North Korea asks South to discuss removal of ‘capitalist’ mountain resort facilities

North Korean leader Kim Jong Un inspects the Mt Kumgang tourist resort which he criticized as having ‘backward’ and ‘hotchpotch’ facilities in this undated picture released by North Korea’s Central News Agency. (KCNA via Reuters)
Updated 25 October 2019

North Korea asks South to discuss removal of ‘capitalist’ mountain resort facilities

  • Mt Kumgang was one of two major inter-Korean economic projects, along with the Kaesong industrial zone
  • Tourism has become increasingly key to Kim Jong Un’s policy of “self-reliant” economic growth

SEOUL: North Korea has proposed that Seoul discuss the removal of its facilities from the North’s resort of Mount Kumgang, a key symbol of cooperation that Pyongyang recently criticized as “shabby” and “capitalist,” the South’s officials said on Friday.
In the latest sign of the neighbors’ cooling ties, North Korean leader Kim Jong Un has urged that the South’s “backward” and “hotchpotch” facilities at the infrequently used resort be taken down and rebuilt, the North’s KCNA news agency has said.
On Friday, North Korea sent a notice to the South’s Unification Ministry, which handles issues between the two sides, seeking discussion through the exchange of documents, the ministry said.
“The government will actively respond through consultations with relevant agencies to protect the property rights of our people,” it said in a statement.
Any withdrawal of South Korean relics from the scenic resort would be another setback for President Moon Jae-in’s campaign to end confrontation between the old foes, including efforts to resume stalled business initiatives.
“The North asking the South to discuss the issue ‘in writing’ means they don’t even want to talk about other things,” said Cheong Seong-chang, a senior fellow at South Korea’s Sejong Institute.
Mt Kumgang was one of two major inter-Korean economic projects, along with the Kaesong industrial zone, and an important token of rapprochement during decades of hostilities following the 1950-53 Korean War.
Kim, on a visit to a nearby province, hailed a new tourist resort being built there as a striking contrast to Mt Kumgang’s “architecture of capitalist businesses targeting profit-making from roughly-built buildings,” KCNA said.
However, Unification Minister Kim Yeon-chul said he did not see the North’s proposal as a bid to exclude the South, because Kim Jong Un had said he would welcome South Koreans if it was properly rebuilt, the Yonhap news agency said.
Tourism has become increasingly key to Kim’s policy of “self-reliant” economic growth, as it is not directly subject to UN sanctions aimed at curbing the North’s nuclear programs, though they ban the transfer of bulk cash to Pyongyang.
There have been no South Korean tours to Mt Kumgang since 2008, although there have been infrequent events such as the reunions of families from both sides separated by the war.
Kim has called for Mt. Kumgang to refurbished in “our own style” alongside other tourist zones, such as the Wonsan-Kalma coastal area and the Masikryong ski resort.
The Wonsan beach resort, one of Kim’s pet projects, is seen nearing completion by early 2020 after “remarkable construction progress” since April, 38 North, a US-based project that studies North Korea, said in a report, citing satellite imagery.


China reports 17 new cases in viral pneumonia outbreak

Updated 19 January 2020

China reports 17 new cases in viral pneumonia outbreak

  • In total, 62 cases of the novel coronavirus have been identified in the city of Wuhan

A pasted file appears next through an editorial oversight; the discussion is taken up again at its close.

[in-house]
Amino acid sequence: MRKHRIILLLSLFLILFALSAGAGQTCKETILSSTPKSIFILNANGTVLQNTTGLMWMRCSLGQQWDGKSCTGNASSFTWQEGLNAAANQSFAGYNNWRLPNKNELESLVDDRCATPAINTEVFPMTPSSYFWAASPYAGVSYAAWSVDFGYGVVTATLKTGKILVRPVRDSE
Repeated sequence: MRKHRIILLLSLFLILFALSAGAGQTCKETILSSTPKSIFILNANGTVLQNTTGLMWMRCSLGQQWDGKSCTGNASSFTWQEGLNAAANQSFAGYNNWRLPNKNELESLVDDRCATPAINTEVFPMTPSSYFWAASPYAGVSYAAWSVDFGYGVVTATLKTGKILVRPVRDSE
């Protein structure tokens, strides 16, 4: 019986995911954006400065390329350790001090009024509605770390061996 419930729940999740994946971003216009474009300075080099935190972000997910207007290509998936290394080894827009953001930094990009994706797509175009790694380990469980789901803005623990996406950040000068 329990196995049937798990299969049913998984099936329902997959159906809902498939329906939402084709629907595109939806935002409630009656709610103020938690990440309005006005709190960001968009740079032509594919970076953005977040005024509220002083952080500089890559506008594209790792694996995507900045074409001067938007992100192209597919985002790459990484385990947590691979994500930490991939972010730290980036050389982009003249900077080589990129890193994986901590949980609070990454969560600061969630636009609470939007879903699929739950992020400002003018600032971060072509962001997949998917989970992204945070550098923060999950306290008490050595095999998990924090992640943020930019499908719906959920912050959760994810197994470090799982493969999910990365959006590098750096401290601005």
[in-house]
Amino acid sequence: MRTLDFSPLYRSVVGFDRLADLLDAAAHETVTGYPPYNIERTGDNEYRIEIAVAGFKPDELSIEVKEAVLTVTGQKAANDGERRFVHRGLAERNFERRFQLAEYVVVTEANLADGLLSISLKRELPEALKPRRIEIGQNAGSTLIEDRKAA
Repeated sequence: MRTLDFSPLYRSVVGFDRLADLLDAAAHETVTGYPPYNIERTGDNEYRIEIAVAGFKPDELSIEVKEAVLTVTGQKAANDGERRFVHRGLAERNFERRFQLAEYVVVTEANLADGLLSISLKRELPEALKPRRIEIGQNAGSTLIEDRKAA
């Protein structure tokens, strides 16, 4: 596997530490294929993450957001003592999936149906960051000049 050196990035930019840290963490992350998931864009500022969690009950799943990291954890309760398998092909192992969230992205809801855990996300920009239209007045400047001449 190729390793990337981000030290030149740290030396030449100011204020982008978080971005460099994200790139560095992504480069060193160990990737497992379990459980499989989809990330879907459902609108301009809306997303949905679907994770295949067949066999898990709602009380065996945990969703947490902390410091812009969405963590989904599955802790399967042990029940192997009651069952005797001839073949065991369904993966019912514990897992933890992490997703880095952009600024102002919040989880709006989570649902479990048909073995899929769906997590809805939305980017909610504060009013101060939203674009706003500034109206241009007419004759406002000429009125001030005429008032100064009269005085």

• At least a half-dozen countries in Asia and three US airports have started screening incoming airline passengers from central China

BEIJING: Seventeen more people in central China have been diagnosed with a new form of viral pneumonia that has killed two patients and placed other countries on alert as millions of Chinese travel for Lunar New Year holidays.
In total, 62 cases of the novel coronavirus have been identified in the city of Wuhan, where the virus appears to have originated. The Wuhan Municipal Health Commission reported the new cases in a statement Sunday.
Nineteen of those individuals have been discharged from the hospital, while two men in their 60s — one with severe preexisting conditions — have died from the illness. Eight are in critical condition.
At least a half-dozen countries in Asia and three US airports have started screening incoming airline passengers from central China. The list includes Thailand and Japan, which have together reported three cases of the disease in people who had come from Wuhan.
In the most recently diagnosed group, ages ranged between 30 and 79, Wuhan’s health commission said. Their initial symptoms were fever and cough.
The health commission’s statement did not say whether these patients had visited the Huanan Seafood Wholesale Market, which has been suspended after many infected individuals reported having either worked at or visited the venue.
Li Gang, director and chief physician of the Wuhan Center for Disease Control and Prevention, told state broadcaster CCTV that “the infectivity of the new coronavirus is not strong.” Infectivity refers to how rapidly the virus may spread between individuals.
Most patients are experiencing mild symptoms, Li said, and no related cases have been found in more than 700 people who came into close contact with infected patients.
This “does not rule out the possibility of limited human-to-human transmission, but the risk of continuous human-to-human transmission is low,” Li said. “With the implementation of our various prevention and control measures, the epidemic can be prevented and controlled.”
The Chinese government is keen to avoid a repeat of SARS, or severe acute respiratory syndrome, another coronavirus that started in southern China in late 2002 and spread to more than two dozen countries, killing nearly 800 people.